How to pronounce Spanish
One of the things that we like to do when studying a foreign language is to try to sound like native speakers of that language.
Of course, there are a number of specific Spanish language characteristics that we want to reproduce.
In this article I will discuss pronunciation.
My first point of reference is my students.
I listen to what they tell me that they find easy or difficult, what seems to come naturally and what needs more work.
Help from technology
As far back as anyone can remember Spanish books and methods have tried to include recordings of the spoken word.
Reel to reel tapes, cassettes, C.D.’s and now we have applications that we can download to our phones and online audio and video support.
One of the quickest ways to check the pronunciation of a Spanish word is to use Google translate.
Type the word you want in your own language, English or other and then select Spanish for the translation.
For example, if you type in Spain in English, you will get España for the translation.
Click on the microphone symbol and you can hear the word España spoken by a native Spanish speaker.
Technology, then is helpful for a quick sound check.
Full Spanish Language Immersion
This is an absolutely key point and I know that it is not always so easy to put into practice.
We have to be reasonable with ourselves and do what we can do and not try to force ourselves to do more than we sensibly can.
By full immersion I mean to try to find as many different ways as possible to experience the Spanish language.
I do think that it is a good idea to listen to Spanish songs and watch Spanish films.
Naturally, when we are at the beginning of our journey to Spanish fluency it is likely that we will understand very little of the songs and films.
This should not dishearten us.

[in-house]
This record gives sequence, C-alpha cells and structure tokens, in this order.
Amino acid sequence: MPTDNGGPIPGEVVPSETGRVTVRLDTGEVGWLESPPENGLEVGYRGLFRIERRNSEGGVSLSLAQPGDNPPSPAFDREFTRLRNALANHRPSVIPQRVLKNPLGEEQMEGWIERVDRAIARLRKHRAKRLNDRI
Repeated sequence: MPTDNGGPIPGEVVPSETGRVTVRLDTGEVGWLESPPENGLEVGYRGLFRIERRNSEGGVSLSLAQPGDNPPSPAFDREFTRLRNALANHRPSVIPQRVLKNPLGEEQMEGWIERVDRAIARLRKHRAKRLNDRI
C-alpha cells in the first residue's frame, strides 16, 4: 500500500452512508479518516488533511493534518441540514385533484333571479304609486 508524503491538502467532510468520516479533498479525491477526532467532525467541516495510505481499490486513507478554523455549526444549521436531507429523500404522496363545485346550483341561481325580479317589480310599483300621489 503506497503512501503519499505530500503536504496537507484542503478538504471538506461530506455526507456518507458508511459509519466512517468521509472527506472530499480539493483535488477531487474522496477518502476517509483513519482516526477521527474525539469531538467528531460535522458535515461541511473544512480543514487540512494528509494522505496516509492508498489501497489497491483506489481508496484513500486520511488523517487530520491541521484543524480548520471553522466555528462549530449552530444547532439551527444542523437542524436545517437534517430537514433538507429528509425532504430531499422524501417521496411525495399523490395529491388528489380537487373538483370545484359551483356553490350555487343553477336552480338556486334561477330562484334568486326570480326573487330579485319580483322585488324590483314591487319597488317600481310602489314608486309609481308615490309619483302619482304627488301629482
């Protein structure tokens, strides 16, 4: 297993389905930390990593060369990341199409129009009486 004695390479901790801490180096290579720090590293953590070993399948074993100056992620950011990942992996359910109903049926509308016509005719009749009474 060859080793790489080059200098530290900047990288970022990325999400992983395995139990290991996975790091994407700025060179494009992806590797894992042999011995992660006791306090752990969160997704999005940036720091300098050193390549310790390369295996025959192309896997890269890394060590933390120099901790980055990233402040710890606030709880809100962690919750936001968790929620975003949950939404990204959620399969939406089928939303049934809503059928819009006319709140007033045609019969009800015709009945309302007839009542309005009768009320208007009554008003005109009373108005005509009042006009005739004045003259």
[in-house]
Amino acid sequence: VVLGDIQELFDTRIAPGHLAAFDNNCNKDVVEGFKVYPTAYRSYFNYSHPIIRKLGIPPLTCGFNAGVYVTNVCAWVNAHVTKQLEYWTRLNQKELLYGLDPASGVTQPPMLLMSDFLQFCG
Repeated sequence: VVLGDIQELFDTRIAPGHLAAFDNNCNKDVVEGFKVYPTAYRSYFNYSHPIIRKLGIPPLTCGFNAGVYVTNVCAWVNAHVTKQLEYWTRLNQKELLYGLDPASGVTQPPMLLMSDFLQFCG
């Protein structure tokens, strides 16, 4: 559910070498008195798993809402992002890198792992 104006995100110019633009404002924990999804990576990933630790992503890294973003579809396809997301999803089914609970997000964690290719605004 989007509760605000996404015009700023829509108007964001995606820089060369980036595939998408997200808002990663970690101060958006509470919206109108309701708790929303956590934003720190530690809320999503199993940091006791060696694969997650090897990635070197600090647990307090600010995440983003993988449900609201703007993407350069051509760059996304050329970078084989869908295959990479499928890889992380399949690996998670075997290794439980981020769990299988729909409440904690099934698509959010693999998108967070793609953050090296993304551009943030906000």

What we want is to be soaked with Spanish language.
Our brains absorb and store the sounds.
After time we will be surprised when words and the pronunciation of those words start to sound rather familiar.
Nowadays, it is also quote easy to watch video clips online.
Considering text books
A text book can help to bring everything together.
This is one of the reasons why I like the latest 4th Edition of the Spanish language method ‘Pasos’.
With ‘Pasos’ you have the well illustrated main course book and the activity book for self study.
However, you also have the audio C.D.’s and most importantly the video.
Thus, you study a piece of language with the main book.
You see the photos in the book and when you watch the video you can see the real life Spanish people having the conversations that you have read.
I would suggest watch the video first, then listen to the audio C.D.
This is because seeing and listening at the same time is more complete than just listening.
With the video you are really reinforcing the Spanish language from the book. You are in fact facilitating you listening activities.
Some typical Spanish sounds
Some of the most typical Spanish sounds are:
RR (the double r)
LL (the double l)
Ñ (in Spanish this is called tilde or virgulilla)
It is important to note that not all Spanish people pronounce these sounds equally well.
Some people, for example do not pronounce the double r very strongly.
Likewise in some parts of Spain, notably Andalusia the double ll sounds more like a powerful g than a y.
Hence typically the word paella would sound something like: paelya but the other approach is to say something like paelga.
Once again this is where technology can be so helpful to us.
We can listen to the pronunciation of Spanish words very easily online.
Spanish people pronouncing Spanish
Here is some good news!
While it is true that most Spanish people naturally pronounce their own language perfectly, there are exceptions.
There are always some native speakers of the Spanish language who do not quite make the double RR.
Further, it is quite typical for Spanish speakers to make the strong sonorous G instead of a softer double LL.
Needless to say, there are plenty of country and regional differences in Spanish pronunciation.
The key is that you do not have to sound absolutely native standard Spanish to be able to communicate most successfully.
Furthermore, people from Spanish speaking countries are pleased that you want to speak their language and are usually very happy to communicate with you.